The Theatreguide.London Review
Day Of The Year
Finborough Theatre Spring 2015
Alan Seymour's drama caused some scandal when it first appeared in Australia in 1960, and while it is easy to see why, today the play can't escape seeming quaint and old-fashioned, weaknesses that director Wayne Harrison's somewhat tentative production cannot disguise.
Seymour shocked Australian censors and audiences in two ways, by realistically depicting class divisions in a society that prided itself in being classless and by questioning one of Australia's most cherished traditions, ANZAC Day.
The son of a working-class family has, largely through the determination and sacrifices of his parents, gone to university and finds himself at odds with their cultural crudeness, limited vision and unthinking conservatism.
In particular, he and his posh new girlfriend are determined to debunk the nation's celebration of the anniversary of the Gallipoli battle, a remembrance day that annually begins with memorial services and parades but quickly degenerates into an ugly and pathetic booze-up.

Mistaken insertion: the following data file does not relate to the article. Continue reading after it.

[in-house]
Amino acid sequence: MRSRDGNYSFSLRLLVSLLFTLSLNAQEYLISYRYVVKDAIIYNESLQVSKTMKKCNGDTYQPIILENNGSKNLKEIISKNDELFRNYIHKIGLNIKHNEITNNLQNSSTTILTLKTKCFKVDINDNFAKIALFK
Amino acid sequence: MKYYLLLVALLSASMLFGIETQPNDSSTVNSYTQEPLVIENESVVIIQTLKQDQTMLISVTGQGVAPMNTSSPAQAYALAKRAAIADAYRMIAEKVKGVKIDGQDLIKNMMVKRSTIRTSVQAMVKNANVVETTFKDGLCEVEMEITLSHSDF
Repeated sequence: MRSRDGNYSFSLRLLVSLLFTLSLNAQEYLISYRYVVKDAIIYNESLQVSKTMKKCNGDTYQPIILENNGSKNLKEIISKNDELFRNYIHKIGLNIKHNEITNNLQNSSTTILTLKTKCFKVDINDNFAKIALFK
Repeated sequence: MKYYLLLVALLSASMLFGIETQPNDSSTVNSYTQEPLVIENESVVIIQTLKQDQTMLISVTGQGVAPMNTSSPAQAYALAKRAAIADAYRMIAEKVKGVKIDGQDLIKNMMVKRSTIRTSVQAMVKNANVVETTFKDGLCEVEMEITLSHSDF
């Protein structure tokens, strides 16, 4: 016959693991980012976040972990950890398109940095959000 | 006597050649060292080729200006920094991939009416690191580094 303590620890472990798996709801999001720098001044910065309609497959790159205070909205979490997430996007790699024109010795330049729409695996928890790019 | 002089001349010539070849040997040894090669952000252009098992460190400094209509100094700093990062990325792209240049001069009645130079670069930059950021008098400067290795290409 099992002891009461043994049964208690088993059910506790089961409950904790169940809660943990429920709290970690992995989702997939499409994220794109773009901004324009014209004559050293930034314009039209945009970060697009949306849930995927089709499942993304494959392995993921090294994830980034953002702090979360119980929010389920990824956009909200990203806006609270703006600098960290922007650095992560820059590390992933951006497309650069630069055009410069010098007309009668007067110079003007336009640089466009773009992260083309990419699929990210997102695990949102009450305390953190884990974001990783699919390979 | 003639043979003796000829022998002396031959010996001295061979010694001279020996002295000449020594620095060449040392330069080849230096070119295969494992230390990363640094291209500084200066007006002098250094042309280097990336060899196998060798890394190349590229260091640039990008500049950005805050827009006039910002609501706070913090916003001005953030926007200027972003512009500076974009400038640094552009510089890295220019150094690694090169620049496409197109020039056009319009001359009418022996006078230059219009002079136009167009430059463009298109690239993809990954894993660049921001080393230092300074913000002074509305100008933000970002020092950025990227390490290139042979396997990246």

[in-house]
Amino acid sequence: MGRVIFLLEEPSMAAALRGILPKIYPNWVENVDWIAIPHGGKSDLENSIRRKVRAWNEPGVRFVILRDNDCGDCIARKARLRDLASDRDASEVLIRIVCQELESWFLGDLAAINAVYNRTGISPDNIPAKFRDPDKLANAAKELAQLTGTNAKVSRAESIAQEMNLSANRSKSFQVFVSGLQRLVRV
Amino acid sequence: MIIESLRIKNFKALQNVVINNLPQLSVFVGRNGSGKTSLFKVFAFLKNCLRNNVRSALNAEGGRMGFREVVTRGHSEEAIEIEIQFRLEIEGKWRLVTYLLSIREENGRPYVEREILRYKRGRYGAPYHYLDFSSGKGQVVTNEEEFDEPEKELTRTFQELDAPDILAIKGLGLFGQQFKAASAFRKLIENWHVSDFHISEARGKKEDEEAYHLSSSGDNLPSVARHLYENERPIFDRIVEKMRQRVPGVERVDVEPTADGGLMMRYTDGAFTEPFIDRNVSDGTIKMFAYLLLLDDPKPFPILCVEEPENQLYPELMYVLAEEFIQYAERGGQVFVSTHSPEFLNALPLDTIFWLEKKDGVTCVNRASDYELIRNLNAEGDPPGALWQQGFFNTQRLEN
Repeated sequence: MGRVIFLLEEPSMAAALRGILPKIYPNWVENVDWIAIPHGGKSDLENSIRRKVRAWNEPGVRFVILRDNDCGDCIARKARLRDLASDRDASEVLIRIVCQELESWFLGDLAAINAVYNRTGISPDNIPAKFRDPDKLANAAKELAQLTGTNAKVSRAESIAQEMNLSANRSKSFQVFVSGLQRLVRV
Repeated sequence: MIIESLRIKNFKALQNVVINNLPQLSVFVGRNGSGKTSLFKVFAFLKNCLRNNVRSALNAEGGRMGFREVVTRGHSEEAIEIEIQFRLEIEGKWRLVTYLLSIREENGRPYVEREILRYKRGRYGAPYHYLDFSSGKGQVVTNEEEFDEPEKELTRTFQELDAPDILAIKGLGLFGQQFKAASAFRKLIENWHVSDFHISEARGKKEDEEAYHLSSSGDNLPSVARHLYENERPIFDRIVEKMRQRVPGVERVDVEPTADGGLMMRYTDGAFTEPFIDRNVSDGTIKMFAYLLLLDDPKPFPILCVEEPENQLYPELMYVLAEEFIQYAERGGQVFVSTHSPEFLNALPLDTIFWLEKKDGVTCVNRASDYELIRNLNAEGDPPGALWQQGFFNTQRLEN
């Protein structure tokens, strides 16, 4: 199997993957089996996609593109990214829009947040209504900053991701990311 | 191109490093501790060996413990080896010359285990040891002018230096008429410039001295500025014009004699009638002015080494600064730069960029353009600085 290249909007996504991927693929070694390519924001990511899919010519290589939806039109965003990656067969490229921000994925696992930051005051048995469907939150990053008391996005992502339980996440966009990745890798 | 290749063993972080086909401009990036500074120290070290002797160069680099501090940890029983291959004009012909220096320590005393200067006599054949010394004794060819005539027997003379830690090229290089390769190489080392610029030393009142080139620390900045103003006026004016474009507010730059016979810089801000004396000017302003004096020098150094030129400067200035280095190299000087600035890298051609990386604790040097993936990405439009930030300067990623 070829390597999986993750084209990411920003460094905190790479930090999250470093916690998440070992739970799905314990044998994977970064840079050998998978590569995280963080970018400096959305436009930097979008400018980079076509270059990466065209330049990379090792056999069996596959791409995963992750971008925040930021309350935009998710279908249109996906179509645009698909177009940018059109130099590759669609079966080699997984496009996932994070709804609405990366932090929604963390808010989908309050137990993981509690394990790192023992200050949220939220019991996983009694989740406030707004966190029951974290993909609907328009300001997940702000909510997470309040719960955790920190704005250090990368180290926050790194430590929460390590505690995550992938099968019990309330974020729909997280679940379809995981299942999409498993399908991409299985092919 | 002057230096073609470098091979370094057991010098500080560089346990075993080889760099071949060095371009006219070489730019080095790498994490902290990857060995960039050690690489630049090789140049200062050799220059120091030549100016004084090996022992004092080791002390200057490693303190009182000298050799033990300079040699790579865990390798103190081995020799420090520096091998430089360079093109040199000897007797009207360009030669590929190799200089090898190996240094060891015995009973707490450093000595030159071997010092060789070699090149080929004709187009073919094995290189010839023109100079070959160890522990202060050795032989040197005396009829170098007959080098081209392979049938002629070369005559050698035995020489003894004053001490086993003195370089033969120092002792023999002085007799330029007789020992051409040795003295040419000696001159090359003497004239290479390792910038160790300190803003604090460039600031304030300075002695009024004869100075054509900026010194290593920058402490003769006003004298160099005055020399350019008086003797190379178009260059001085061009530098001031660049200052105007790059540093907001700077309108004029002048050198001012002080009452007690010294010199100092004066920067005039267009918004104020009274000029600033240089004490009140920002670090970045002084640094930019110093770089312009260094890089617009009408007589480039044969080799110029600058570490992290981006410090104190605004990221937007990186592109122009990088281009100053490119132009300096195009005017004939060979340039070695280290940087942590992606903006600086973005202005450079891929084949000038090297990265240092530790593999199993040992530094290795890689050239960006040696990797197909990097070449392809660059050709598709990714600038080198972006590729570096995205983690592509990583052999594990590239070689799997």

You may have spotted part of the dramatic problem already. However new the story was to Australia, plays and novels about the working class boy whose education puts him at odds with his parents were, even by 1960, a staple in British and Irish literature, even to the point of being clichés (Remember the Monty Python parody sketch about the playwright's son who wanted to go down the mines?).
So, through no fault of Alan Seymour's, the strongest impression this half of his play gives is that it certainly took Australia a while to catch up to the rest of the world's discovery of this particular generation gap.
The ANZAC Day plot line is more successful, partly because it's news to us, but largely because playwright, director and actors put the real focus on the human story – the mix of ardent idealism and callow egotism in the young couple's conviction that they are in the right and doing right, and a sympathetic awareness that the older generation's illusions may be all they have and should not be too blithely cast away.
Those moments of balanced insight sharing criticism and empathy equally among the characters are the strongest parts of Wayne Harrison's production.
But too many of the other scenes are limited or marred by rushed speaking or un-nuanced characterisations, so that even with an Australian director and a cast that is four-fifth Australian a solid sense of time and place is only fitfully suggested.
Review - The One Day Of The Year - Finborough Theatre 2015
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